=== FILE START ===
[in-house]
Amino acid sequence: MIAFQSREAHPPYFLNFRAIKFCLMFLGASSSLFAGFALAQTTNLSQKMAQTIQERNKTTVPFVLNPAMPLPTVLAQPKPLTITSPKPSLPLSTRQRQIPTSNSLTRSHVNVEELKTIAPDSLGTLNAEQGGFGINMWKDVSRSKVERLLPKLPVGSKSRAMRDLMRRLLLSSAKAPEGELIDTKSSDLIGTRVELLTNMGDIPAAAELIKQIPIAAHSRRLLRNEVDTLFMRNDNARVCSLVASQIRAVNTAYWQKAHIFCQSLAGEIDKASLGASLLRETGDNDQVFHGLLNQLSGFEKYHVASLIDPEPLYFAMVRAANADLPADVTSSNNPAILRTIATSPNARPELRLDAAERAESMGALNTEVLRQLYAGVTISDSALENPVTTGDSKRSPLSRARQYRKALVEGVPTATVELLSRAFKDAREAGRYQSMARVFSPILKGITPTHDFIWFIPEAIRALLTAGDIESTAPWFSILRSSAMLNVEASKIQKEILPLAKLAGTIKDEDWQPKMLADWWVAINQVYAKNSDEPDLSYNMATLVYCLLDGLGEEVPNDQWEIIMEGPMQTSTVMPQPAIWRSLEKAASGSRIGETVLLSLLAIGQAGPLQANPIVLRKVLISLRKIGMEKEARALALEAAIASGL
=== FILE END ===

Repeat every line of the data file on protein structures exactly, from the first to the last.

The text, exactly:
[in-house]
Amino acid sequence: MIAFQSREAHPPYFLNFRAIKFCLMFLGASSSLFAGFALAQTTNLSQKMAQTIQERNKTTVPFVLNPAMPLPTVLAQPKPLTITSPKPSLPLSTRQRQIPTSNSLTRSHVNVEELKTIAPDSLGTLNAEQGGFGINMWKDVSRSKVERLLPKLPVGSKSRAMRDLMRRLLLSSAKAPEGELIDTKSSDLIGTRVELLTNMGDIPAAAELIKQIPIAAHSRRLLRNEVDTLFMRNDNARVCSLVASQIRAVNTAYWQKAHIFCQSLAGEIDKASLGASLLRETGDNDQVFHGLLNQLSGFEKYHVASLIDPEPLYFAMVRAANADLPADVTSSNNPAILRTIATSPNARPELRLDAAERAESMGALNTEVLRQLYAGVTISDSALENPVTTGDSKRSPLSRARQYRKALVEGVPTATVELLSRAFKDAREAGRYQSMARVFSPILKGITPTHDFIWFIPEAIRALLTAGDIESTAPWFSILRSSAMLNVEASKIQKEILPLAKLAGTIKDEDWQPKMLADWWVAINQVYAKNSDEPDLSYNMATLVYCLLDGLGEEVPNDQWEIIMEGPMQTSTVMPQPAIWRSLEKAASGSRIGETVLLSLLAIGQAGPLQANPIVLRKVLISLRKIGMEKEARALALEAAIASGL